Ben Kweller Plays First Show Following His Son’s Death

Noise Company SXSW showcase became a moving Zev memorial

photo by David Brendan Hall

Ben Kweller was four songs into his set Friday before pausing to address what loomed heavy over the night. "I was really on the fence about doing this ... Dorian loved all of you," he said. Before launching into "Make It Up," he recalled that the "sick modulation" on the song made it one of his son's favorites.

Dorian Kweller, who as an artist went by his middle name, Zev, was set to open the Mohawk outdoor showcase that night. In a just world, he would have. On February 27, Dorian, just 16 years old, was killed in a car accident. On March 3, his parents – Ben and Liz – laid him to rest on the family ranch. And on March 17, the night that should have been Zev's live debut, his dad instead had to memorialize him.

The showcase for the Noise Company – Kweller's independent music co-op – became a celebration of life. Posters of Dorian's face greeted attendees. A tribute video kicked off the show in the time slot that he, himself, should have. An unusual number of X'd hands – friends from Dripping Springs High School, where he attended – bobbed through the air. Early in the night, frequent Kweller collaborator Modern Love Child performed "Nobody's Perfect," a song he and Dorian wrote together.

And then there was Kweller, playing his first show since the death of his oldest son.

Kweller had other dates on his calendar. A South by Southwest free show at C-Boy's this week was dropped. A Waterloo signing and performance marking the vinyl reissue of 2002's Sha Sha – the album that birthed the modulation Dorian loved so much and put his dad on the map – turned into a signing only. But as Kweller wrote on Instagram days ahead of the event, this showcase was "deeply personal" to him. He was "committed to try and perform for you all, and him."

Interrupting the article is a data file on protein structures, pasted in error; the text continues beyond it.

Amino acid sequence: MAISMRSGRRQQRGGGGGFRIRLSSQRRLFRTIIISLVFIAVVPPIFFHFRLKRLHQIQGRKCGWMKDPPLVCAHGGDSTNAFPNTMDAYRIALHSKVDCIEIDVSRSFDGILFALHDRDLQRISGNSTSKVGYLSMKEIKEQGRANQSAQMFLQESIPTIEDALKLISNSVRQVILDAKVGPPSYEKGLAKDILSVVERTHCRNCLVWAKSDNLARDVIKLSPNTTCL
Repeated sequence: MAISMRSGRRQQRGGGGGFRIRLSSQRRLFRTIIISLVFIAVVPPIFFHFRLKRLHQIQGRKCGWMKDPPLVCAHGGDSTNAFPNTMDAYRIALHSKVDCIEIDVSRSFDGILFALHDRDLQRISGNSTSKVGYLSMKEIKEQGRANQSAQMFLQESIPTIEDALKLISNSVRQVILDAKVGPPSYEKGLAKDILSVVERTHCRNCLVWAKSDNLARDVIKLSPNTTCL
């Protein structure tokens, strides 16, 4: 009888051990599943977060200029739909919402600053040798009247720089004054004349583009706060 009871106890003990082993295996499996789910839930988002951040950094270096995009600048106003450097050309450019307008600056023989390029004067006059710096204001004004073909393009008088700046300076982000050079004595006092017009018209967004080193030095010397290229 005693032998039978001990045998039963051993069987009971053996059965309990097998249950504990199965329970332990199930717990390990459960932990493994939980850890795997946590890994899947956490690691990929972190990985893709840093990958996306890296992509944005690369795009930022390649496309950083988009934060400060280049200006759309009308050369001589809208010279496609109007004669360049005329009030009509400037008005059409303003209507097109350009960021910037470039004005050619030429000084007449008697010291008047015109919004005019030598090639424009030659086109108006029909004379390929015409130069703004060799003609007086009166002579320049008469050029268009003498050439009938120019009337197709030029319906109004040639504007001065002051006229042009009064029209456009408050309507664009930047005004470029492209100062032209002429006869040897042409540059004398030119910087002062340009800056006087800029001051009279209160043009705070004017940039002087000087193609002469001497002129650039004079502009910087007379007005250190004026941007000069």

And he did. Like so many times before, Kweller launched into a mix of songs from his now two-decade career, letting guitar licks bloom and weave new depth into his pop sensibilities. His voice sounded clear as ever, with added grit behind the more raucous parts. He bounced around stage and bantered with the crowd. For anyone who found themselves there without context, it might have seemed like a typical Ben Kweller show.

photo by David Brendan Hall

The moments of overt tribute and rawness were present, still. Austin piano virtuoso Robert Ellis, who played keys during the set, embraced Kweller after "Make It Up." The band – which also notably included Superbad actor Chris Mintz-Plasse on bass – temporarily transformed into Zev to perform his song "How I Am," a meditation on navigating the disappointments of teenage social circles. "This goes out to all of Dorian's friends here tonight," Kweller said.

It was stunning to think about what it takes for a grieving father to mount a stage he should have shared with his son, without him. Still, I have been resisting writing about strength, which, sure, seems like a good word for it. In fact, I posted a video of Kweller on social media playing "Falling," calling the whole set "an incredible act of strength." I won't use it anymore.

We often put the grieving into rigid boxes: You're either steadfast and soldiering on, or completely incapacitated. You're either choosing to share publicly, or private to the point of reclusion. But grief is fluid. How it manifests changes every day, every hour. Praise for how any of it is handled, "strength" included, can give the idea that there is a correct way of facing the unfathomable.

So I'll say this: I'm grateful that, on this day, Kweller woke up and decided that he wanted to honor Dorian at this showcase, and that we got to be there to witness it. I am grateful his son's legacy, musical and otherwise, can be carried on through his family. And I am hopeful that Kweller can feel that connection as he performs.

He seemed to feel it on Friday. As he left the stage, he pointed skyward.

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Ben Kweller, Zev, Dorian Kweller, Noise Company, SXSW Music 2023

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